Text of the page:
SCO owns the trunk

 
 
By Jason Brooks  |  Posted 2003-06-24 Email Print this article Print
 
 
 
 
 
 
 


?"> SCO owns the trunk? As SCOs intellectual property campaign has expanded, so, too, has the group of potential targets grown. In an interview last week with Cnet, SCOs Darl McBride said: "We think of this as a tree. We have the tree trunk, with Unix System 5 running right down the middle of the trunk. That is our core ownership position on Unix." In an interview with Byte, SCOs Chris Sontag went further by stating, "we believe that Unix System V provided the basic building blocks for all subsequent computer operating systems, and that they all tend to be derived from Unix System V (and therefore are claimed as SCOs intellectual property)."
By asserting ownership claims over works broadly defined as derivative of Unix, SCOs managed to inflate the group of possible SCO targets potentially to include Apples OS X, the BSDs, nearly every flavor of commercial Unix and even Microsofts Windows.
As for the licensing agreement that Microsoft recently signed with SCO for a reported $10 million, Sontag told Byte that the deal was for an applications interface layer. This means that to the extent that Microsoft products partake in the eternal form of "Unixness," (the exact definition of which no one has concretely pinned down) Microsoft owes royalties to SCO. I know that Microsoft had been emerging for many as the imagined Mr. Big behind SCOs IP chicanery, but if any firm can be identified so far as a powerful industry buddy for SCO, its Sun Microsystems, the only firm that SCO has identified as paid-up in the Unixness licensing department. Whats more, Sun has been quick to trumpet its good relations with SCO in advertisements, contrasting themselves to those swashbuckling code-lifters over at IBM.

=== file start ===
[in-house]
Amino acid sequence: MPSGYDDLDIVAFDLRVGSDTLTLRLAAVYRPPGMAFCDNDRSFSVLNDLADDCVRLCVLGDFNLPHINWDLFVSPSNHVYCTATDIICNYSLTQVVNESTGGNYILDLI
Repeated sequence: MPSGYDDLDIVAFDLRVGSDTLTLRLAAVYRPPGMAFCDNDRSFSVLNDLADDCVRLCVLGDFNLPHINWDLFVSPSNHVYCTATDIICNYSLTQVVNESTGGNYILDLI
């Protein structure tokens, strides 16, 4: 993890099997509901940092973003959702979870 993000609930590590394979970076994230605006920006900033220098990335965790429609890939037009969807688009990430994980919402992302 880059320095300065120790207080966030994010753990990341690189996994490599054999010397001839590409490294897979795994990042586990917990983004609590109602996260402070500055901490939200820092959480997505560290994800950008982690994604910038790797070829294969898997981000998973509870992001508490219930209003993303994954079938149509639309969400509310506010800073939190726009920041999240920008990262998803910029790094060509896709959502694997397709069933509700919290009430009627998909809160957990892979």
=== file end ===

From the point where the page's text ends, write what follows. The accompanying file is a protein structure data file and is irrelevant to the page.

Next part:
As Editor in Chief of eWEEK Labs, Jason Brooks manages the Labs team and is responsible for eWEEK's print edition. Brooks joined eWEEK in 1999, and has covered wireless networking, office productivity suites, mobile devices, Windows, virtualization, and desktops and notebooks. JasonÔÇÖs coverage is currently focused on Linux and Unix operating systems, open-source software and licensing, cloud computing and Software as a Service. Follow Jason on Twitter at jasonbrooks, or reach him by email at jbrooks@eweek.com.
 
 
 
 
 
 
 

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